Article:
Metabolomics is providing us with a unique insight into the biodiversity of plant metabolism. This is hugely valuable information because many of the reasons we use / need / exploit / love plants relates specifically to their biochemical content. Diversity in this biochemical content determines key differences for example, in taste, fragrance, pigmentation, durability, shelf life etc. Knowing about this diversity is one thing but understanding the genetic and environmental factors which are causal to it is quite another.
For this reason, researchers of Plant Research International work on a number of projects where we are making use of the model plant Arabidopsis to help us define the molecular mechanisms behind biochemical diversity. This knowledge will then be applied in different projects aimed at some of our most important crops such as rice, tomato and potato.
Arabidopsis as model
Although not a crop, Arabidopsis is helping us understand better natural plant biodiversity, much of which relates to important phenotypic traits relevant to how plants cope with their environment (stress tolerance) and their chemical composition. Arabidopsis is part of the cabbage (Brassica) family and hence all results can be readily translated to this diverse set of crops. However, much plant biochemistry is conserved across the plant kingdom and so relevance to other crops is evident.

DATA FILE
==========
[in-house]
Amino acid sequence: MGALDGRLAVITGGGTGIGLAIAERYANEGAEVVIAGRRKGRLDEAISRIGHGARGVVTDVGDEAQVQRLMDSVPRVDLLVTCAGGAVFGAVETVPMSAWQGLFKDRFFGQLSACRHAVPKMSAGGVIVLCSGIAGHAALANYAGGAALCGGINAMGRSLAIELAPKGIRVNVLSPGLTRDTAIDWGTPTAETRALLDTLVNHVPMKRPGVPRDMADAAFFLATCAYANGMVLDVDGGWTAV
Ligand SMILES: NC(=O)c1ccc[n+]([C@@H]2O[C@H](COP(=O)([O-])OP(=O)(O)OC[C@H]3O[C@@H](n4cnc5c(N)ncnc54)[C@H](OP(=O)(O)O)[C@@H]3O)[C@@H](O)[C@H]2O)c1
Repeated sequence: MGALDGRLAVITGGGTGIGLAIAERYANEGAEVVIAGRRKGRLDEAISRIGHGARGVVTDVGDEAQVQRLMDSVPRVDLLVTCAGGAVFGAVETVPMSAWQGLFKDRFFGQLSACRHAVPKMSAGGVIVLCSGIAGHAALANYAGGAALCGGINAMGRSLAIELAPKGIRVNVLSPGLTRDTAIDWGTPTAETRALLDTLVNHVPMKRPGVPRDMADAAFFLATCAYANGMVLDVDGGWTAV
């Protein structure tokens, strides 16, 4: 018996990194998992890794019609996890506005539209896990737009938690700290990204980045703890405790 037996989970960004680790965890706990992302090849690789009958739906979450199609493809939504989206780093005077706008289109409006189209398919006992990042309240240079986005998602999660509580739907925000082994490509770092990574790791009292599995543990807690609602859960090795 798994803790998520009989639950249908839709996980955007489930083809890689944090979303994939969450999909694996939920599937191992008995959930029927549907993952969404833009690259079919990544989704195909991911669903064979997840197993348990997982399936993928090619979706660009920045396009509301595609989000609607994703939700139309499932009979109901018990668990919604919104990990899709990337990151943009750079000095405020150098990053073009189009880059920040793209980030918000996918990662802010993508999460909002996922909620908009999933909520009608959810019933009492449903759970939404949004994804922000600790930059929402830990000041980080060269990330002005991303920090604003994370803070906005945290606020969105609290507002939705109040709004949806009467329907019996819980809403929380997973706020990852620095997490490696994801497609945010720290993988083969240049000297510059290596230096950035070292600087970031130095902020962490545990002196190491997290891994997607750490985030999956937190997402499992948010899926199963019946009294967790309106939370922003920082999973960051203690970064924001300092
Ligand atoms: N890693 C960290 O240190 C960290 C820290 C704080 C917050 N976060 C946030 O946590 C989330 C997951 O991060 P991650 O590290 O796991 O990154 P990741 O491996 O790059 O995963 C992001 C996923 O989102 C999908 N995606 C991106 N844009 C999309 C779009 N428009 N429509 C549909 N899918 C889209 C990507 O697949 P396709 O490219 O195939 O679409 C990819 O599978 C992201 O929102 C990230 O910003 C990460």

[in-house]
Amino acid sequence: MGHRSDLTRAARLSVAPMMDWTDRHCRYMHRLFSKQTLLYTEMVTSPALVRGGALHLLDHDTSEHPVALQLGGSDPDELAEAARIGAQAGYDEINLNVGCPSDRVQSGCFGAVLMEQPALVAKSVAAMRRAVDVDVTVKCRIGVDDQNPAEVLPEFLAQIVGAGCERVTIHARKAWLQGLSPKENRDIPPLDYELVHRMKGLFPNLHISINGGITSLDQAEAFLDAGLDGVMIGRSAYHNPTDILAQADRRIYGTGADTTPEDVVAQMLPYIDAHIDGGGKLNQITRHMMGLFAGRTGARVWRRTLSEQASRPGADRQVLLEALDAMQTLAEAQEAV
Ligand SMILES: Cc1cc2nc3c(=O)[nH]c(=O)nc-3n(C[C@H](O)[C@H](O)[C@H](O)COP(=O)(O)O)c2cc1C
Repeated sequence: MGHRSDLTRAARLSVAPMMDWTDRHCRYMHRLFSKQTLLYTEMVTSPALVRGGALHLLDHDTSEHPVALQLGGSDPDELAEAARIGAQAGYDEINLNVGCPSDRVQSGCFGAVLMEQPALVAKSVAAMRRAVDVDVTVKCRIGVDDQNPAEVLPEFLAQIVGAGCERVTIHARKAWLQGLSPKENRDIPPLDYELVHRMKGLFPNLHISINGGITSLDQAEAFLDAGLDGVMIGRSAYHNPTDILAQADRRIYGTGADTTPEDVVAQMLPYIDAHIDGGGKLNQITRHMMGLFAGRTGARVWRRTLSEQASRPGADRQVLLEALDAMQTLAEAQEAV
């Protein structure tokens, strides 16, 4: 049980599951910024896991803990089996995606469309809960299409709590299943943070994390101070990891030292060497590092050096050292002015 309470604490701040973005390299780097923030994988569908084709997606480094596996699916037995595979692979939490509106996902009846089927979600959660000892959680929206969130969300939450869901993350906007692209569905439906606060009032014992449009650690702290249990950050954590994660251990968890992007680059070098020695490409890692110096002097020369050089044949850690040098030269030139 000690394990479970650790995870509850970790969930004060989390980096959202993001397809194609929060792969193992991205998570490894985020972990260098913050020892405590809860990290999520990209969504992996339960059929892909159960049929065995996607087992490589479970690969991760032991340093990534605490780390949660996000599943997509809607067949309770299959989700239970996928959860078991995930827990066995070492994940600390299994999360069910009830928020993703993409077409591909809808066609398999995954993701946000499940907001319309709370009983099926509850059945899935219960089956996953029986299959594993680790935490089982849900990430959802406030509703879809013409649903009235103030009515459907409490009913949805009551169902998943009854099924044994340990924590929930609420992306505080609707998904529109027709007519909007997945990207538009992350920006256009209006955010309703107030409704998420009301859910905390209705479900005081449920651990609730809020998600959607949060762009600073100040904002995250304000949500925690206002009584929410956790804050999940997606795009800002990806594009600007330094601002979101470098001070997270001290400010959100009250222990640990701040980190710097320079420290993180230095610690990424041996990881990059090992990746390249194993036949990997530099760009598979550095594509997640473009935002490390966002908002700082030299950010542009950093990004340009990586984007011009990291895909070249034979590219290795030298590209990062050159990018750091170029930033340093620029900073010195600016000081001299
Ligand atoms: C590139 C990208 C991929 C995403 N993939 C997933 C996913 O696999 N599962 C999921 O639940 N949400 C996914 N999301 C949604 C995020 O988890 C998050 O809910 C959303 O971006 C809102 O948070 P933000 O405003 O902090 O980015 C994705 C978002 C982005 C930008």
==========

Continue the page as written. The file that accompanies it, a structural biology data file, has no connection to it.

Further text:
Within both the Centre for Improved Plant Yield (www.cipy.nl) and the Netherlands Metabolomics Centre (www.metabolomicscentre.nl) researchers are working together with plant geneticists and physiologists to use metabolomics to characterise biochemical variation between a wide range of natural Arabidopsis variants and experimental mutants. Furthermore, we are also using equivalent approaches to determine how this variation is influenced by for example, sub-optimal growth conditions and targeted genetic changes.
From model to crop
The approaches described above are readily translatable to the crop situation. Consequently, building upon our expertise from Arabidopsis research we are already performing equivalent broad metabolomics-based analyses with populations of both commercial tomato cultivars as well as unique populations of tomato hybrids made between the cultivated tomato (Solanum lycopersicon) and wild species such as S. pimpenellifolium. These hybrids contain just a fraction of the genetic compliment from the wild species and hence, any metabolic differences detected which are related for example, to disease resistance, taste or appearance can also be linked to this part of the wild species genome. This knowledge is invaluable for improved plant breeding strategies.